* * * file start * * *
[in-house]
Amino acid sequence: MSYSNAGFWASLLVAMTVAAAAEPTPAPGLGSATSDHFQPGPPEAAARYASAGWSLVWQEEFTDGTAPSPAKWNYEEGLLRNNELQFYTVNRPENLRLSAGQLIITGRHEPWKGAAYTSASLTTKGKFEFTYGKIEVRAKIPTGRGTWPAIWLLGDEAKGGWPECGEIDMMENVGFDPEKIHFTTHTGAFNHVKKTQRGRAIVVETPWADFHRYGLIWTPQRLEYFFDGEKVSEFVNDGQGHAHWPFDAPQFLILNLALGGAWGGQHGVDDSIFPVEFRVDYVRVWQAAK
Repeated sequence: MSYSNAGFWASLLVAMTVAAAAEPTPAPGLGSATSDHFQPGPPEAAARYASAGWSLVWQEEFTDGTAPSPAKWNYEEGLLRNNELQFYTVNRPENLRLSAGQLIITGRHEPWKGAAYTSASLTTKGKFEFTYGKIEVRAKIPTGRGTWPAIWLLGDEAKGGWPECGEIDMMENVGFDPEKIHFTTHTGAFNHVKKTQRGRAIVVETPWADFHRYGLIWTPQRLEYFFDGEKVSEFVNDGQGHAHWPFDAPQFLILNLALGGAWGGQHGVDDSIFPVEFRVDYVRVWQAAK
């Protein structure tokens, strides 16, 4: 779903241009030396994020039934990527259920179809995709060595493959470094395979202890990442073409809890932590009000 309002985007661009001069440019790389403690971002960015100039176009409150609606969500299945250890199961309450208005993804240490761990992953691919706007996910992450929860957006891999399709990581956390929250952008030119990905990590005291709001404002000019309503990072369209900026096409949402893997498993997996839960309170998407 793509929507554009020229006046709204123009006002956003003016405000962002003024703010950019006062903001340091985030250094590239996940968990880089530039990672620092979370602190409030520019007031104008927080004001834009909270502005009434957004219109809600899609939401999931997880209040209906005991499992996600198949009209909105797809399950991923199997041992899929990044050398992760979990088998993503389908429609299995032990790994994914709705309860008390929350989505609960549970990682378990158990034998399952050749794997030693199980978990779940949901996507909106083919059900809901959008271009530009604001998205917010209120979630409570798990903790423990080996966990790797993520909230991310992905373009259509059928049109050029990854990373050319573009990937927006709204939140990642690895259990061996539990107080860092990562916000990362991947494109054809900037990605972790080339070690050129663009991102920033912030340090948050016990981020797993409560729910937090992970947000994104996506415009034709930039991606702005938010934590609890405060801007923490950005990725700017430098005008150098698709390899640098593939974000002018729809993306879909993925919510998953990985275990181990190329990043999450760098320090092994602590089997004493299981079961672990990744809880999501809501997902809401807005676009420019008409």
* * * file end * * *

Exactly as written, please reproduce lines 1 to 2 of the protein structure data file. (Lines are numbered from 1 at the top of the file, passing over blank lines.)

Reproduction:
[in-house]
Amino acid sequence: MSYSNAGFWASLLVAMTVAAAAEPTPAPGLGSATSDHFQPGPPEAAARYASAGWSLVWQEEFTDGTAPSPAKWNYEEGLLRNNELQFYTVNRPENLRLSAGQLIITGRHEPWKGAAYTSASLTTKGKFEFTYGKIEVRAKIPTGRGTWPAIWLLGDEAKGGWPECGEIDMMENVGFDPEKIHFTTHTGAFNHVKKTQRGRAIVVETPWADFHRYGLIWTPQRLEYFFDGEKVSEFVNDGQGHAHWPFDAPQFLILNLALGGAWGGQHGVDDSIFPVEFRVDYVRVWQAAK